Ontario’s Northern regions are ideally situated to respond to one of the biggest impacts of the COVID-19 crisis: the disproportionate impact of this downturn on youth. Both FedNor and the Northern Ontario Heritage Fund Corp. (NOHFC) have funded up-and-running and effective internship programs. Those programs could easily be expanded or adjusted to increase their impact during this crisis.
In 2018, NOHFC reported 627 internship jobs created. Each internship costs, in round figures, about $30,000. A quick back-of-the-envelope calculation puts the cost of those placements at around $18 million that year. So doubling the program as part of a stimulus package for Ontario’s Northern regions would cost about $20 million. That would positively impact 600 more young people and 600 additional businesses that employ them. Keeping the program twice the size for two years would be $40 million and help 1,200 youth and 1,200 businesses.
According to the numbers presented on the ‘successes’ section of their website, FedNor’s program is smaller, averaging about 80 students per year since 1997. Again, based on roughly $30,000 per placement, that’s a total cost of $2.4 million per year. Doubling the size of that program is, forgive me, peanuts in the context of the billions we are spending in response to COVID-19.
Full disclosure, Northern Policy Institute is an active user of both of these programs. As a matter of fact, four of our current team members are former interns, including our research manager and our communications coordinator. Intern placements at NPI have been the stepping stone into rural and Northern careers for analysts and communication specialists across the North.
That said, we could enhance the impact of these programs without having to spend more money. FedNor’s rules around internships are a bit more restrictive than those for NOHFC. NOHFC requires the employer to demonstrate the benefit of a student placement for their business. FedNor requires demonstrable economic impact for the region. Making those rules the same for both programs would make it easier to qualify for FedNor internship placements and encourage more employers to apply.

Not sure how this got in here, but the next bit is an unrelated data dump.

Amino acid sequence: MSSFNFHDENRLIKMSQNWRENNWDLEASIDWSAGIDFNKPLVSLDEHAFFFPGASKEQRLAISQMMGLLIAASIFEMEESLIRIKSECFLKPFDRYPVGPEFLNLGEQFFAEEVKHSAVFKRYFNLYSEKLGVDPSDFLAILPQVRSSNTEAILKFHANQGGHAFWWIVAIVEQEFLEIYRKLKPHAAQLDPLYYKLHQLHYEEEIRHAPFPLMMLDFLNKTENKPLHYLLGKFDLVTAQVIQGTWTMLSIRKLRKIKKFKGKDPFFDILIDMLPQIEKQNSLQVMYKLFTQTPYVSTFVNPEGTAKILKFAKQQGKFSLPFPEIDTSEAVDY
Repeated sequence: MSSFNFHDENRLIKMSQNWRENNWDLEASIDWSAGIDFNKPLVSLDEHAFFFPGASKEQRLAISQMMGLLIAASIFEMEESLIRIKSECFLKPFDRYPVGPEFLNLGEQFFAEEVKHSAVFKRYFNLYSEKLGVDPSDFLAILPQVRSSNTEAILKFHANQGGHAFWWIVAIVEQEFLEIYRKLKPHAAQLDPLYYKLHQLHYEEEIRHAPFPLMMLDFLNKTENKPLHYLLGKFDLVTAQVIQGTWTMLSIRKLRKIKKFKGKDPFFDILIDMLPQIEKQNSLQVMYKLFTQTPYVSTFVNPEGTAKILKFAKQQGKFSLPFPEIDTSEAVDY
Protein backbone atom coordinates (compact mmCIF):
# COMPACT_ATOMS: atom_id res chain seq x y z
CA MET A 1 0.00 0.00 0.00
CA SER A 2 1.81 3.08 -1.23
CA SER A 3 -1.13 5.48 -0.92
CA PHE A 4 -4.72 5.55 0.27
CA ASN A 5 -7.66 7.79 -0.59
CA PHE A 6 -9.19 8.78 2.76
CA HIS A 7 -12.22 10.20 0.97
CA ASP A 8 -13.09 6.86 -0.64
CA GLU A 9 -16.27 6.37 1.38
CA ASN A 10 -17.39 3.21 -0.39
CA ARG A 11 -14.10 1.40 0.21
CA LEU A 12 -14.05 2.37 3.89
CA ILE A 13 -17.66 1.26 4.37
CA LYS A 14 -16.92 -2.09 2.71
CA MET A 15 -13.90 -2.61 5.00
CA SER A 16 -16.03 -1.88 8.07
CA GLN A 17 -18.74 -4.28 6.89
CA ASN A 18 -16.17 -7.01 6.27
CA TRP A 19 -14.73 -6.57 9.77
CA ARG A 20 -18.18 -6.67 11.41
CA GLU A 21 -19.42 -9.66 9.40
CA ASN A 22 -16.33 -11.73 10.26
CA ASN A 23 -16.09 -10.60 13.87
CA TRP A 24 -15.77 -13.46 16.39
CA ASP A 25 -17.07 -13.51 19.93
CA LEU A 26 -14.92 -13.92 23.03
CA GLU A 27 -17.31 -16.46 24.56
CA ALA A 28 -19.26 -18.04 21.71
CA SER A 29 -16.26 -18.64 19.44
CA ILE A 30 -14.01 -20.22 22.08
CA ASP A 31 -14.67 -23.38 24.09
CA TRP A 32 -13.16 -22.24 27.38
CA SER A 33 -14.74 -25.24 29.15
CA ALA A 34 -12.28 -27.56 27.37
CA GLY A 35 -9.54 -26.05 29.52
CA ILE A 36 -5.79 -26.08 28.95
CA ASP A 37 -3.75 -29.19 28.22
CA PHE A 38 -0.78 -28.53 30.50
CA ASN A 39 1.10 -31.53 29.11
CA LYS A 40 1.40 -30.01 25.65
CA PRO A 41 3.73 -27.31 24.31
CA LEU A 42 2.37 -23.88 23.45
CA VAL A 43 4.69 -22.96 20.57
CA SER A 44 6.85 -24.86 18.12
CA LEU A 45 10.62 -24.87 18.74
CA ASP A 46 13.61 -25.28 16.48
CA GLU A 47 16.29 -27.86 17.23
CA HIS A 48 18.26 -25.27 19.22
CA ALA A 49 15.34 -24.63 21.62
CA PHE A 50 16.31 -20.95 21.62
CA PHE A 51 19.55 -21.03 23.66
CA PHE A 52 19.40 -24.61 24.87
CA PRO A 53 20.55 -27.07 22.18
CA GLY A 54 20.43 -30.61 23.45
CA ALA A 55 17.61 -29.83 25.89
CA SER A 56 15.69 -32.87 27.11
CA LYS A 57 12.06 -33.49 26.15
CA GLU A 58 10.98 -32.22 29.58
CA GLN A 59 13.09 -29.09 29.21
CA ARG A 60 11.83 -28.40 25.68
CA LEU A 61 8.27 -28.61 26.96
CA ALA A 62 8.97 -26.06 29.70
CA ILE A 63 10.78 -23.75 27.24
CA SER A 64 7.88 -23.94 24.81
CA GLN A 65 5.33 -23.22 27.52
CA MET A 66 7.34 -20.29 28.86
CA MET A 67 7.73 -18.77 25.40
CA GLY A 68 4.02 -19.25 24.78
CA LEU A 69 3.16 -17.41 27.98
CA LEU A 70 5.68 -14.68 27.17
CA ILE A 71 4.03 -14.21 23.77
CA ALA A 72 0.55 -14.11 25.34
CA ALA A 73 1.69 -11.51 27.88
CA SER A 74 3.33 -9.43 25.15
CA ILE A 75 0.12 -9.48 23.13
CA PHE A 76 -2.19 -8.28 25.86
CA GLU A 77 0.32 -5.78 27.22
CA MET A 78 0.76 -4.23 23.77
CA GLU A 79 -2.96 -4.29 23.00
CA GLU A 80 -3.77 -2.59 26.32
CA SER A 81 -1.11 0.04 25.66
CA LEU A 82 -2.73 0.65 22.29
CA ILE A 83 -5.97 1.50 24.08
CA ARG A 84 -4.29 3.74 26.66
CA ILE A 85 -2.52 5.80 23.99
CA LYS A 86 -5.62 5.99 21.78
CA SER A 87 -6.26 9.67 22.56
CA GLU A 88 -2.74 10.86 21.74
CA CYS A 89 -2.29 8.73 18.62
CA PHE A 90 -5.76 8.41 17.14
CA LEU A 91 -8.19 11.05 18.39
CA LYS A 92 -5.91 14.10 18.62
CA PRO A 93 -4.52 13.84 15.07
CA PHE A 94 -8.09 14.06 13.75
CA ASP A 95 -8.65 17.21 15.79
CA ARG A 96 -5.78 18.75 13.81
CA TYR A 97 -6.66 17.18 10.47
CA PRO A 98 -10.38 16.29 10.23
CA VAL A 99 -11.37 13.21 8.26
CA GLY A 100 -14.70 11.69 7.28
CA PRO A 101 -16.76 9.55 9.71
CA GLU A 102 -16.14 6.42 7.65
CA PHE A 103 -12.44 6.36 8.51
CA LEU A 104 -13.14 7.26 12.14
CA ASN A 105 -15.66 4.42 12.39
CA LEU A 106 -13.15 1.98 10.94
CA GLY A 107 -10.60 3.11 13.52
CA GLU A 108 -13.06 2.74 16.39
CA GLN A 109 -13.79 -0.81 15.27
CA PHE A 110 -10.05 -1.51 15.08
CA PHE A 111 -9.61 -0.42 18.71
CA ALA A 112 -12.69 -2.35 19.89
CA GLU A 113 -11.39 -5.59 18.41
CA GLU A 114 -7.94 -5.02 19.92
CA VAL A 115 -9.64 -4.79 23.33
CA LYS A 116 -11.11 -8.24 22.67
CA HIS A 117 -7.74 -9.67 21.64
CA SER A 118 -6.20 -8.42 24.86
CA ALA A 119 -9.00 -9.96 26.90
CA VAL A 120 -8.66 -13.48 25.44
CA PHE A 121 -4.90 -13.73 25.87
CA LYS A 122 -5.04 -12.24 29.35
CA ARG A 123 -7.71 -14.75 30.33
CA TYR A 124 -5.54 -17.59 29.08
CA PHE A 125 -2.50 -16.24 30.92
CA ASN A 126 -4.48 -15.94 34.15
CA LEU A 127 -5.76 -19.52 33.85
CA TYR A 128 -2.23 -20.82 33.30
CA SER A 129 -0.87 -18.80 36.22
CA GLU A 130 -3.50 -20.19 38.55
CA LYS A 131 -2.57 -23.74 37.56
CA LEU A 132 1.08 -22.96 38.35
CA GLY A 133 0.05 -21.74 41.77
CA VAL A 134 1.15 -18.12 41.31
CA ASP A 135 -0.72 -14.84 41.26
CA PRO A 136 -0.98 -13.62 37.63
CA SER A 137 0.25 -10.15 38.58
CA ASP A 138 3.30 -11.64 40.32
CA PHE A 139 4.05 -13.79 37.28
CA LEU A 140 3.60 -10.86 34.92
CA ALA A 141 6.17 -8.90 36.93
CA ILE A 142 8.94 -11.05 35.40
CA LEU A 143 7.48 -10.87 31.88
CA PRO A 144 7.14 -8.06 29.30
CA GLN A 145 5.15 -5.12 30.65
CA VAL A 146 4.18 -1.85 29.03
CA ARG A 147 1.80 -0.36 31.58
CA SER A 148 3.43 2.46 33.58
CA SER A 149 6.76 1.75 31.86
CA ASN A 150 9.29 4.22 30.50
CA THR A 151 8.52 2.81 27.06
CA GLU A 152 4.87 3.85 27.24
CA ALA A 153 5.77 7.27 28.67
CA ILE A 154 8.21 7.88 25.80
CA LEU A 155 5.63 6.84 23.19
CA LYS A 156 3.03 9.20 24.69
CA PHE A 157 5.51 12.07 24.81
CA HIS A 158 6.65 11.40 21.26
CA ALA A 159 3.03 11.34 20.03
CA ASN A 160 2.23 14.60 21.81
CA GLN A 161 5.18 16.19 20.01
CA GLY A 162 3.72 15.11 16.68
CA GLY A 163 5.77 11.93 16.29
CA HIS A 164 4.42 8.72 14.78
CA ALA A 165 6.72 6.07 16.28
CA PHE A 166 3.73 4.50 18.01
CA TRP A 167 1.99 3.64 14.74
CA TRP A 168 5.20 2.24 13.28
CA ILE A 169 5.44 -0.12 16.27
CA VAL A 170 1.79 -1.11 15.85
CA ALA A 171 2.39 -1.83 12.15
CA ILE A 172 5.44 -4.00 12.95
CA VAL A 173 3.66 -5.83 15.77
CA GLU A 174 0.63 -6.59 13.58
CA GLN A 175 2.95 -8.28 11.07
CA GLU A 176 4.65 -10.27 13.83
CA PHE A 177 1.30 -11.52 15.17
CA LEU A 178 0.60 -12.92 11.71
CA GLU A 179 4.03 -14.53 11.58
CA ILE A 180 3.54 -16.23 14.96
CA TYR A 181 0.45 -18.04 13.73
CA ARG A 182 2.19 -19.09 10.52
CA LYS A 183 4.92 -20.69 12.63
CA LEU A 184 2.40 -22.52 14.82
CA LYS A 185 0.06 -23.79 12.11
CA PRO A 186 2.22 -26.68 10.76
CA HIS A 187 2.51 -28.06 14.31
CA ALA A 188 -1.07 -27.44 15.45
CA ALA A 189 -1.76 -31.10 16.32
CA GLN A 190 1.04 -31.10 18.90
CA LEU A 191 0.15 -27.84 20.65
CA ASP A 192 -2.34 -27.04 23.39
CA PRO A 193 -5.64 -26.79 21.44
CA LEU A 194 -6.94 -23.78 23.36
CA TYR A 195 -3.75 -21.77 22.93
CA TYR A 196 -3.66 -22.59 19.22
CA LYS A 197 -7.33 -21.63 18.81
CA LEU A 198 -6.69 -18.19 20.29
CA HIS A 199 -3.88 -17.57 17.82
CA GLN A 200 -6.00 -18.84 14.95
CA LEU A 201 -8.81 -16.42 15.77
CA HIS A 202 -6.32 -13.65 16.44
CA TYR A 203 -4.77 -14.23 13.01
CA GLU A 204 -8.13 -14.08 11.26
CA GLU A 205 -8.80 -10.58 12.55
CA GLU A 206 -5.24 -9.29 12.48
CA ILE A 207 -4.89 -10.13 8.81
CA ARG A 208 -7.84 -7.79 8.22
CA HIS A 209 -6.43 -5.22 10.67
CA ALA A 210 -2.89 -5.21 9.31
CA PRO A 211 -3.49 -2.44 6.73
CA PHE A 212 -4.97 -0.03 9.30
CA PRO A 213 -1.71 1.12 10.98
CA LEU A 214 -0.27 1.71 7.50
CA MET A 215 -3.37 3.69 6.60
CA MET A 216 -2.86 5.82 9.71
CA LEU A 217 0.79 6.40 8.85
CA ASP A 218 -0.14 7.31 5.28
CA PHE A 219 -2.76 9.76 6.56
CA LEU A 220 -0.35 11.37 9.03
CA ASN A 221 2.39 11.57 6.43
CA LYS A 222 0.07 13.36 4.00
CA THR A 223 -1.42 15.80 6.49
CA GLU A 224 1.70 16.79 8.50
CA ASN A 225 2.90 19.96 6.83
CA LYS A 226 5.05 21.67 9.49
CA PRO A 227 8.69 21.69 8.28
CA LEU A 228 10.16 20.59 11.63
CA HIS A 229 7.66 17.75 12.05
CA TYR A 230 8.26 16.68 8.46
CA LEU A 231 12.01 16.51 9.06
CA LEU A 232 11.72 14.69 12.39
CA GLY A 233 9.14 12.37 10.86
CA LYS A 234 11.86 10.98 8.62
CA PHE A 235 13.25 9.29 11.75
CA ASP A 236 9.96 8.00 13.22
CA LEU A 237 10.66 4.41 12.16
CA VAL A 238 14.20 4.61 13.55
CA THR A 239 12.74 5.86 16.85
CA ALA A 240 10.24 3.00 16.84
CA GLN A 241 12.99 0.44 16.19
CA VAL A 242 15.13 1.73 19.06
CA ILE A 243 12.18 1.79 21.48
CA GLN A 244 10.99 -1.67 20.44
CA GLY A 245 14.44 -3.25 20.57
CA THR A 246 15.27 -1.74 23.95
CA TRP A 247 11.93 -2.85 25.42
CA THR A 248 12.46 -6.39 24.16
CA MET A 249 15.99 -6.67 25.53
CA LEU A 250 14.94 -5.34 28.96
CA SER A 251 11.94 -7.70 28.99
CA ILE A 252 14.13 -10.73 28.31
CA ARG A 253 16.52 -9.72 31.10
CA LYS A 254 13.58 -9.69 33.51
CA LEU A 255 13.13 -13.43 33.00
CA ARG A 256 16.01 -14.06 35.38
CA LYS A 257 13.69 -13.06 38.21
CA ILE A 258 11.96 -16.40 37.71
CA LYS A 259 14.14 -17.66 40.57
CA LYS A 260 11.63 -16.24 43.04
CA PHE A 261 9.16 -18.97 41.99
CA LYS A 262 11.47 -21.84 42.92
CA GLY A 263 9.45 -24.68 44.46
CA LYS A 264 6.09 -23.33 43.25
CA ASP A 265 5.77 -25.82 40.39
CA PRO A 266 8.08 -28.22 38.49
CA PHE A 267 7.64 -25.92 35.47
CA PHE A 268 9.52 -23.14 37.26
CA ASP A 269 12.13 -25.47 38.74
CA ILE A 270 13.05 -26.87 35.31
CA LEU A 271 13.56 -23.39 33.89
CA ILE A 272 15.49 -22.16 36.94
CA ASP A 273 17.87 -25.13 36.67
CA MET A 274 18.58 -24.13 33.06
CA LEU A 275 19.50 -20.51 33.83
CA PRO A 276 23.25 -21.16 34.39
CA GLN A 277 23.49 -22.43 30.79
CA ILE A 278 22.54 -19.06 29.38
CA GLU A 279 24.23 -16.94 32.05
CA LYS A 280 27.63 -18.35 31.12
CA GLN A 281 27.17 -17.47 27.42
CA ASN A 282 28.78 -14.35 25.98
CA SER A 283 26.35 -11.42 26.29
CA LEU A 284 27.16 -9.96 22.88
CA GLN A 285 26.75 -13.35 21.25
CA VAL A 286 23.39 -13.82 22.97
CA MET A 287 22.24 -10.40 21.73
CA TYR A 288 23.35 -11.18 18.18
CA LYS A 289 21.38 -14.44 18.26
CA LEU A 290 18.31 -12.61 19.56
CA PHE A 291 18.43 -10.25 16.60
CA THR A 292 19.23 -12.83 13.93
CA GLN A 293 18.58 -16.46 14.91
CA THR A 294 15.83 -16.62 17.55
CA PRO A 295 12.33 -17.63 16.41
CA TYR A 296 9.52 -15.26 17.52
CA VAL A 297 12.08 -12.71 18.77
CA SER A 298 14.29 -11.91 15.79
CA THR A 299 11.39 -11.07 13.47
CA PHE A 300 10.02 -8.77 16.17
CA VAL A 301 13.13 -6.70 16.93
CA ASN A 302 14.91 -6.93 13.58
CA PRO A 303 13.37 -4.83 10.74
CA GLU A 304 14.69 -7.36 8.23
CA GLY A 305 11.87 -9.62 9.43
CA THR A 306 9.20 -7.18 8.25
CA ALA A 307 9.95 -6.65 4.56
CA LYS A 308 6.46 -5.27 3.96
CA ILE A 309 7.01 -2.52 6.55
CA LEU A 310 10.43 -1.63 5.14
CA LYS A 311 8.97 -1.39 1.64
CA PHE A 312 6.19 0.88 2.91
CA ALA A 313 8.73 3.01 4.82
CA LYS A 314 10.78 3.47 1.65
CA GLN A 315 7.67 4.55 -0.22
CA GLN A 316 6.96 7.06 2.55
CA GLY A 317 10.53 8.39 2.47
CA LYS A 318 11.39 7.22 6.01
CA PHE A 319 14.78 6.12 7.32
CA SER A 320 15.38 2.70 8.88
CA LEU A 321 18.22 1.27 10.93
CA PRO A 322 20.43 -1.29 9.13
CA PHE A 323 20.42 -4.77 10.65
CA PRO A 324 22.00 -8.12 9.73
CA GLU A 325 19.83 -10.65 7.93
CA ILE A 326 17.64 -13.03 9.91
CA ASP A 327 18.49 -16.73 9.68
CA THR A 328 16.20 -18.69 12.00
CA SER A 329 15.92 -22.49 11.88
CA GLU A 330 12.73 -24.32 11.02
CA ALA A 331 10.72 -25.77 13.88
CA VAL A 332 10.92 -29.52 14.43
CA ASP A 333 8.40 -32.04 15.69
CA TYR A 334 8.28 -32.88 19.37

Beyond that, both programs restrict, with a small exception, internships to one year in length. Allowing two-year placements would be a greater incentive to companies to use the program right now, when young people, and especially new graduates, are in need of work. That would, however, reduce the overall number of placements and businesses supported.
We could avoid that tradeoff though. A portion of both programs could be set aside for two-year placements at a lower annual subsidy. Allowing employers to opt to take $20,000 in year one and $10,000 in year two. This would encourage employers themselves to assume more of the risk while delivering greater long-term value for the company and their new employee. In that scenario, the number of placements would remain at current levels and there would be no added costs.
COVID-19 has taken a sledgehammer to youth employment in Canada. According to a study released by the Canadian Labour Economics Forum, hours worked by youth aged 20-29 fell by a third between February and April 2020. Employment in that age group fell by a quarter. The change is so stark that in a graph of labour data from 1980 to 2020, the points for March and April 2020 are so far off the trend line the authors added special labels to point them out.
The kids are not fine, folks. But we have the tools in hand to help, now.
We are already seeing the usual calls for stimulus in the form of shovel-ready infrastructure projects. Building mega-projects is very desirable from a government perspective because you have something tangible to point to when asked what you got for that money. That approach assumes jobs in other parts of the economy will be created as the construction workers buy gas, food, cars, houses and haircuts.
Stimulating across multiple sectors in the form of hiring incentives might not result in a new ring road for your city, but it will get people back to work immediately. It will directly impact more than one sector, and it would still have effects in other areas when the interns spend their paycheques.
Charles Cirtwill is President and CEO of Northern Policy Institute, an independent social and economic think tank based in Northern Ontario with offices in Thunder Bay and Sudbury.